clock menu more-arrow no yes mobile

Filed under:

The Division has promise — if you can keep from shooting the wrong people

At this point, Tom Clancy's The Division has been at two E3s with fairly major presences. It's been at three (!) Ubisoft press conferences. It's been written about again and again.

But this year, I finally played it. So let's focus on that.

My demo for The Division focused on the game's player-versus-player element. While The Division is an open-world, cooperative action-RPG, its virus-plagued New York City is full of "Dark Zones" — spaces under full quarantine where the virus is still especially active. These spaces are cordoned off, and you have to deliberately enter them, making them a very smart, logical gate to potential PVP encounters in the game.

But even if you're not interested in going full post-apocalyptic on other Division players, you might still want to brave dark zones, where you'll find some of the best loot — yes, loot — in the game. This loot is virally contaminated however, and the only way to safely claim it for good is to reach a marked off extraction point in the dark zone.

Here's the catch though, or rather, the catches: There are powerful enemies in each dark zone, including flamethrower-wielding sanitation workers hoping to burn the virus out once and for all; former prisoners from Rikers Island who have formed their own gangs roving the dying city; and, finally, well, players.

This last catch is the most unpredictable, and the most dangerous. Other players may be a threat whether they're strangers or your own teammates. And I found this last part out the hard way — by being the threat in question.

I swear I didn't mean to.

It went down like this: My teammates and I entered the dark zone each playing as a different role — one of us was more of a long range specialist, while I had a deployable turret, a scanner that would search for hostiles and objectives within a short radius, a machine gun and a shotgun for more intimate moments, and the Ubisoft employee guiding us through the viral end-times was a medic.

The Division slice I played felt very familiar as a fan of the Splinter Cell series and as someone who enjoyed the basic cover mechanics of Watch Dogs. It's a third-person, cover-based shooter, with a lot of environmental reaction factored in with a lot of mandatory strategic positioning. You need to hit enemies from weak points — think: from behind, from high ground, from advantageous viewpoints. Overwatch is vital to winning fights, especially if you're outnumbered, though I didn't feel like my gunfire was at the mercy of any dice rolls.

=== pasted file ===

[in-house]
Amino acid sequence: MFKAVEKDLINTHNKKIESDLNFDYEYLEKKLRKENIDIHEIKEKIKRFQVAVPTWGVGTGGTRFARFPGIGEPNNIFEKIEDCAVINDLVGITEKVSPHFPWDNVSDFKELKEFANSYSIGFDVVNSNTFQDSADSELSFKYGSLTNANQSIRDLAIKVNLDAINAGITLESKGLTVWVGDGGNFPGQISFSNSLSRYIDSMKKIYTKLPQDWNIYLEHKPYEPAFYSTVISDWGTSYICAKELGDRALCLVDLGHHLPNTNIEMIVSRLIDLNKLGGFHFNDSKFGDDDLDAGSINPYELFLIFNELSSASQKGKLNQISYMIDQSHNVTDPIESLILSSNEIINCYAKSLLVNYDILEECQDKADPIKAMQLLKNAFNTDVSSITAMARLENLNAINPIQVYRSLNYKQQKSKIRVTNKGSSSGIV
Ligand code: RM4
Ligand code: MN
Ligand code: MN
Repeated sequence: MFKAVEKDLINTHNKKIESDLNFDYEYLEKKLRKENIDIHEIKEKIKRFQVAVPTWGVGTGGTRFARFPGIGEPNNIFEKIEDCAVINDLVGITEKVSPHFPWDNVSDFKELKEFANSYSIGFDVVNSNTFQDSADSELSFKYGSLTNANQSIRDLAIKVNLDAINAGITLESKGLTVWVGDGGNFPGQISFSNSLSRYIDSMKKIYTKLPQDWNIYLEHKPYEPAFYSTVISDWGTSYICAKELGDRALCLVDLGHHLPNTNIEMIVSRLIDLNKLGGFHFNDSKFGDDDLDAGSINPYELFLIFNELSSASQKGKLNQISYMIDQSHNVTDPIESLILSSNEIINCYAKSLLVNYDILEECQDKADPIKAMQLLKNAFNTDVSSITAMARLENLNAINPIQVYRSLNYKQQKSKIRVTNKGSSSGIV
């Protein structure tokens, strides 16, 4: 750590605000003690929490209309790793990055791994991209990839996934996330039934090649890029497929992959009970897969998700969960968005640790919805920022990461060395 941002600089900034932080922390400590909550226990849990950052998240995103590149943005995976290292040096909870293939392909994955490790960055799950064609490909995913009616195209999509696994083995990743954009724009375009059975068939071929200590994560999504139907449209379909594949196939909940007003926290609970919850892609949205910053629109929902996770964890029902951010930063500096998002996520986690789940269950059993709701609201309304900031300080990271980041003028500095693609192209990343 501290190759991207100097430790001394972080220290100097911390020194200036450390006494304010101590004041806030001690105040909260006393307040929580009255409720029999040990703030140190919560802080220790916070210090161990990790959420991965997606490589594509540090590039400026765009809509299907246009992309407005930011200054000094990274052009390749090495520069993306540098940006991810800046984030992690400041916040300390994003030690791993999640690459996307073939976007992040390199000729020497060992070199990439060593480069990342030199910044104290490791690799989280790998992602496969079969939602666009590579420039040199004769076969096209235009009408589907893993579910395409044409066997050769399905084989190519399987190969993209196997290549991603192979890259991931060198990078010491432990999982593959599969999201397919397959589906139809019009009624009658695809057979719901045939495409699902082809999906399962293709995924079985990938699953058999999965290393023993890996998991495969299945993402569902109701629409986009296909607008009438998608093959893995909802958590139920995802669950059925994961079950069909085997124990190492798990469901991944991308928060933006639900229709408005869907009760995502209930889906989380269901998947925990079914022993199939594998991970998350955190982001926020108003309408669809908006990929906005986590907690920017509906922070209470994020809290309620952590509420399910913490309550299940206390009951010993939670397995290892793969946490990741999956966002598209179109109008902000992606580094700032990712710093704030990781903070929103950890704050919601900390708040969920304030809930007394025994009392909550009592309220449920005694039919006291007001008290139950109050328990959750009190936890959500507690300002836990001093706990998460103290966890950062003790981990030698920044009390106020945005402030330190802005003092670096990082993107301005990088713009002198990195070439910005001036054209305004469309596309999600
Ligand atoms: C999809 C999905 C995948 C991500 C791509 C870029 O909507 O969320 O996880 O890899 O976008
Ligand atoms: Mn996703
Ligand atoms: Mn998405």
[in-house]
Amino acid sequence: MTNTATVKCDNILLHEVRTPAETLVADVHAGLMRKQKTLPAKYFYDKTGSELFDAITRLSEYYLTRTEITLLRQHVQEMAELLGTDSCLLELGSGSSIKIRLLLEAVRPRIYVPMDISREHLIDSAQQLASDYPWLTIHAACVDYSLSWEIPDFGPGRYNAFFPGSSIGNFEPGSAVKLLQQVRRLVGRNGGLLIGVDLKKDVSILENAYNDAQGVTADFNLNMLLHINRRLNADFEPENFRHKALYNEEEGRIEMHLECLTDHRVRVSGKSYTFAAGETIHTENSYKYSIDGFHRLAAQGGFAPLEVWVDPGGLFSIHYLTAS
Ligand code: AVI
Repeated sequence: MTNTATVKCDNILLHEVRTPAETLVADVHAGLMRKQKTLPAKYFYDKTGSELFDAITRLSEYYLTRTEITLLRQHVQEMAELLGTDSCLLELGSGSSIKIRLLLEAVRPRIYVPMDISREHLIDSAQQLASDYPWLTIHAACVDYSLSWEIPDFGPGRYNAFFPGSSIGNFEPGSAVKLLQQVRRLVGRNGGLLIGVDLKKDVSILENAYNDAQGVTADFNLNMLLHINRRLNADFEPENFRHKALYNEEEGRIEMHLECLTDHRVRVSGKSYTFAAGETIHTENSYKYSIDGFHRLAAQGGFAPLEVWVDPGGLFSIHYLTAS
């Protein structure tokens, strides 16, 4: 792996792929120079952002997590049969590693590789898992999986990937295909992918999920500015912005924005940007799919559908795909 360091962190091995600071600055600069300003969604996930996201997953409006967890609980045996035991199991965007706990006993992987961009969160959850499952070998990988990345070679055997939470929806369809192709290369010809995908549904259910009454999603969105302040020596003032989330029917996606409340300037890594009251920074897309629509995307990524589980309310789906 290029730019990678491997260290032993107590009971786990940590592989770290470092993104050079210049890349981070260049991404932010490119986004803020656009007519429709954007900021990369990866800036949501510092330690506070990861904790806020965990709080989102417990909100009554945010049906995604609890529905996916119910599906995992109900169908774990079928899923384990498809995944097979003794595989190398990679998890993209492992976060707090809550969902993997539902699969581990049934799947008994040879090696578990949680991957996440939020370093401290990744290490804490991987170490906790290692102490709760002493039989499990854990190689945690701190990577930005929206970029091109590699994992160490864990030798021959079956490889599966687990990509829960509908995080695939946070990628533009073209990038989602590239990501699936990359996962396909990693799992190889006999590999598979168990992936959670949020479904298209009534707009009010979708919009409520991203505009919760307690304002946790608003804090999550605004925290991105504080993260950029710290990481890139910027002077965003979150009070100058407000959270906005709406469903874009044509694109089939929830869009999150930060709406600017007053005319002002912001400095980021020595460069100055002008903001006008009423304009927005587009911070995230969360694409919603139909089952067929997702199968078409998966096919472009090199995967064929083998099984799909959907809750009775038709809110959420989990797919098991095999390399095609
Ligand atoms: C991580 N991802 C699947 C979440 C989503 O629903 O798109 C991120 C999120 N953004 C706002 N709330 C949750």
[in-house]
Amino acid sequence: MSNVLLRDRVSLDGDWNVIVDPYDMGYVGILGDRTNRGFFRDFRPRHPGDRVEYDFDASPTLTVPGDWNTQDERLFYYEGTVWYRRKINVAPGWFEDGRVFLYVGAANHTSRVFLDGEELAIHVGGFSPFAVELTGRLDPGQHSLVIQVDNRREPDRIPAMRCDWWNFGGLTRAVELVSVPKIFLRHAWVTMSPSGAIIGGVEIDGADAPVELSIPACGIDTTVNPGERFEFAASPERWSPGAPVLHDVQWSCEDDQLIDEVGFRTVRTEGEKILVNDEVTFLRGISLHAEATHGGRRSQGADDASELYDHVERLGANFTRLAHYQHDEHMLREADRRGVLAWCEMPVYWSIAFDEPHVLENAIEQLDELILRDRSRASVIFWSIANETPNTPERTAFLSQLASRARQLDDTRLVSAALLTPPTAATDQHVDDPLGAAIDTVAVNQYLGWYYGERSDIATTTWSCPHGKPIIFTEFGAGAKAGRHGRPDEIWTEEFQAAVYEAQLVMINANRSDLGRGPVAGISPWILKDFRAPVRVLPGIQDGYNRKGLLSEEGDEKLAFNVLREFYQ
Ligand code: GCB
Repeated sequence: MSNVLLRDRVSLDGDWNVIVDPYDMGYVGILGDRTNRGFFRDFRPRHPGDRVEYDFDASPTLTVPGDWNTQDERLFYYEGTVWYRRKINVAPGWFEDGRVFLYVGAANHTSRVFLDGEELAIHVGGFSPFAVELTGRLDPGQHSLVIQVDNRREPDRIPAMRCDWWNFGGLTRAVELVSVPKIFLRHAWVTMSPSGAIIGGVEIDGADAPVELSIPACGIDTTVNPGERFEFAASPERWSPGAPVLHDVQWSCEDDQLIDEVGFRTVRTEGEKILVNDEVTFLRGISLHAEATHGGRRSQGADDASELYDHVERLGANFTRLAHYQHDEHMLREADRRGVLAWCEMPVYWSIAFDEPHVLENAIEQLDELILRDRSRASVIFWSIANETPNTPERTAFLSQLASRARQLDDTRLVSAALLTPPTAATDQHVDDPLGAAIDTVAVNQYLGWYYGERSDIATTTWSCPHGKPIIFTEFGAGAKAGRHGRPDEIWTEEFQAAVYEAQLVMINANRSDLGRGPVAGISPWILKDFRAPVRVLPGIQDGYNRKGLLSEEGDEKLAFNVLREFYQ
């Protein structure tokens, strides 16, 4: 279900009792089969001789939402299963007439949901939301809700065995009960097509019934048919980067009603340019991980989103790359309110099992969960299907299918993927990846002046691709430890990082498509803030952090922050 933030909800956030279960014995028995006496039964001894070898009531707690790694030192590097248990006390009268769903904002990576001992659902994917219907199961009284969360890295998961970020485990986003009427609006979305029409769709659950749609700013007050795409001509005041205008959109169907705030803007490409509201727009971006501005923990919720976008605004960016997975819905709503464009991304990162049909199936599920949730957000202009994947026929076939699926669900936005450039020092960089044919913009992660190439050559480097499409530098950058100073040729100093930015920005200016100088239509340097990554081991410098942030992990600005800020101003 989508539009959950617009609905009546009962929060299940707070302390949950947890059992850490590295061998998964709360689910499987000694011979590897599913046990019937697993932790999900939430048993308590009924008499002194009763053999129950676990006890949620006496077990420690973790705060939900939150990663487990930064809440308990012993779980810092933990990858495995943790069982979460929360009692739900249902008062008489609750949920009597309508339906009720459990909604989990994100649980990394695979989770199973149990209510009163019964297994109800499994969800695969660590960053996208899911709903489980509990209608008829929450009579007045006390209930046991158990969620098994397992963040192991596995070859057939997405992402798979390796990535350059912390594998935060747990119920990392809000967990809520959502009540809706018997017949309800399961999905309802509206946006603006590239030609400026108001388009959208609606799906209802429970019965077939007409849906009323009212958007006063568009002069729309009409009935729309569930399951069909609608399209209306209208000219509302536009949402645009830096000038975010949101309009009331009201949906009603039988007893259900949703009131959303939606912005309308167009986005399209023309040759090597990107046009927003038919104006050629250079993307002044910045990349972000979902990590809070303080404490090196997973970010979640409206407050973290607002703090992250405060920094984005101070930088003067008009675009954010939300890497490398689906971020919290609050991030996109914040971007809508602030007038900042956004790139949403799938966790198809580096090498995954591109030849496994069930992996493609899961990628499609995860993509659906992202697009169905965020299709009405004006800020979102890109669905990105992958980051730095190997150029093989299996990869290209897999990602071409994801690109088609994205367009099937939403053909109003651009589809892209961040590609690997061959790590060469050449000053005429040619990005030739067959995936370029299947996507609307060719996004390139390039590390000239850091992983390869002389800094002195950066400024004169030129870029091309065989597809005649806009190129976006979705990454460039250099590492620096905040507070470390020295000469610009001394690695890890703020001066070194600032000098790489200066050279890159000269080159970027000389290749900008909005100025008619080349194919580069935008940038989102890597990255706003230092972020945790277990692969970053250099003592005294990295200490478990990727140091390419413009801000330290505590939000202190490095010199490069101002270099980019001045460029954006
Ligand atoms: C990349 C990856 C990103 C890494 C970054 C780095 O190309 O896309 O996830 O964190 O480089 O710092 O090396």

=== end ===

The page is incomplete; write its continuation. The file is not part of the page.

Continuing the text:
It took some time to get used to the sponginess of enemies, which is really where the online RPG part of The Division became more obvious. Opponents take a lot of hits to fall compared to every other Tom Clancy game, and while this isn't bad, broadly speaking, it does chip away at the sense of identity it would otherwise share more strongly with its canonical brethren like Rainbow Six, Splinter Cell and Ghost Recon.

But The Division has the loot, which adds a hook unique to the brand. As we took one fight, and then another, we discovered some of the precious elite gear the game has to offer. The only problem? It was contaminated, as I explained above. As we moved to the extraction point to get away with our haul, we encountered a firefight between enemy AI and another squad of players. Our guide suggested helping the other squad or staying out of it, and I, feeling benevolent, wanted to help. I worked my way around the fracas and set up my turret, then opened fire on the AI opponents with my shotgun.

Except I missed.

the division e3 screen 2

Once you shoot another player in the dark zone, you'll be declared rogue, and you're fair game for anyone else to kill without penalty or issue — though what the penalty for being a regular rogue is, I'm not sure yet. The immediate repercussions of my actions was a pissed off group of players who now considered me, and, as importantly, my squad, as actionable targets.

Things disintegrated pretty quickly after that. I was taken down, and though there's a pretty standard multiplayer oriented respawn system in place, you drop your loot when you die. If another player doesn't pick it up, you can retrieve it. But this can be a trap, as I found out the hard way when I tried to recover my gear and got ambushed again. A minute or so later I watched helplessly as the other team extracted via chopper with their winnings while my teammates and I were left behind.

My concern with The Division right now isn't how it plays, as I think developer Massive has that all down pretty well. But I started a fight by accident, and I feel like it was done with the best intentions. I worry that might be entirely too easy to do, and worse, that I might inadvertently shoot a teammate and start a little Reservoir Dogs-style stand-off if I sneeze at the wrong time while playing.

I'll learn whether this could be a bigger issue when The Division's beta launches on Xbox One in December.

Sign up for the newsletter Sign up for Patch Notes

A weekly roundup of the best things from Polygon